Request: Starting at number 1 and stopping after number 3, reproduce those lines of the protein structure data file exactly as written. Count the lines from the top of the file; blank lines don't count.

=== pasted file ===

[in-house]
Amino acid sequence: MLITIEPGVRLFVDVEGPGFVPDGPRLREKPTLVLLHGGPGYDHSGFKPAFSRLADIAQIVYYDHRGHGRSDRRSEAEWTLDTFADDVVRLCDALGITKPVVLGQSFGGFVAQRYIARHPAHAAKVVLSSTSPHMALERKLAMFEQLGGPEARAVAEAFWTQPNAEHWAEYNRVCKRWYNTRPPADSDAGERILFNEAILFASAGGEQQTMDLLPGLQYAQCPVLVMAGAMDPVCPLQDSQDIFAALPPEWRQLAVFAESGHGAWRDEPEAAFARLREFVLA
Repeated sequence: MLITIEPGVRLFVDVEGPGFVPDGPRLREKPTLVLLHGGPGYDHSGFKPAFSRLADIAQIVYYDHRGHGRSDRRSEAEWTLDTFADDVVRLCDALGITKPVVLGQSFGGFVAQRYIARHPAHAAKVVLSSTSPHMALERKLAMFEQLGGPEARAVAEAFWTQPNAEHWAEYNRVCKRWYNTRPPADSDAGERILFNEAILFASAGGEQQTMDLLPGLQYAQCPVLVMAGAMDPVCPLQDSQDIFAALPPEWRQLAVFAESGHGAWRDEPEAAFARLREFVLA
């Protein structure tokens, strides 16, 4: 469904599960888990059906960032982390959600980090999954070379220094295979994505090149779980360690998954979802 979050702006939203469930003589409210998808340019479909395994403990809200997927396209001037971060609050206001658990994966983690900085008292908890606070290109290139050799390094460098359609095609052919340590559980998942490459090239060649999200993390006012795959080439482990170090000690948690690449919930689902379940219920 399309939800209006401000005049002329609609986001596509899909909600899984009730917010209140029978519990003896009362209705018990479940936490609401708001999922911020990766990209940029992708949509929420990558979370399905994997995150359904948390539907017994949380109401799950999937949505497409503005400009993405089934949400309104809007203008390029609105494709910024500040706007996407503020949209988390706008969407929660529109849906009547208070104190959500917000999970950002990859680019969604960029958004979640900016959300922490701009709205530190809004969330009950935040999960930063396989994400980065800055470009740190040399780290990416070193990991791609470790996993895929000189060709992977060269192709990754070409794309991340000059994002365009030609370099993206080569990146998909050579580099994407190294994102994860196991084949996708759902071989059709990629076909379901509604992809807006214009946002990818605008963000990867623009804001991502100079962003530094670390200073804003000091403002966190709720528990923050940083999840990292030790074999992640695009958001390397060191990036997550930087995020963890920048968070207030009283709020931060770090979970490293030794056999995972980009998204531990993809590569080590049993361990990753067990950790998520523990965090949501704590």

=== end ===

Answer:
[in-house]
Amino acid sequence: MLITIEPGVRLFVDVEGPGFVPDGPRLREKPTLVLLHGGPGYDHSGFKPAFSRLADIAQIVYYDHRGHGRSDRRSEAEWTLDTFADDVVRLCDALGITKPVVLGQSFGGFVAQRYIARHPAHAAKVVLSSTSPHMALERKLAMFEQLGGPEARAVAEAFWTQPNAEHWAEYNRVCKRWYNTRPPADSDAGERILFNEAILFASAGGEQQTMDLLPGLQYAQCPVLVMAGAMDPVCPLQDSQDIFAALPPEWRQLAVFAESGHGAWRDEPEAAFARLREFVLA
Repeated sequence: MLITIEPGVRLFVDVEGPGFVPDGPRLREKPTLVLLHGGPGYDHSGFKPAFSRLADIAQIVYYDHRGHGRSDRRSEAEWTLDTFADDVVRLCDALGITKPVVLGQSFGGFVAQRYIARHPAHAAKVVLSSTSPHMALERKLAMFEQLGGPEARAVAEAFWTQPNAEHWAEYNRVCKRWYNTRPPADSDAGERILFNEAILFASAGGEQQTMDLLPGLQYAQCPVLVMAGAMDPVCPLQDSQDIFAALPPEWRQLAVFAESGHGAWRDEPEAAFARLREFVLA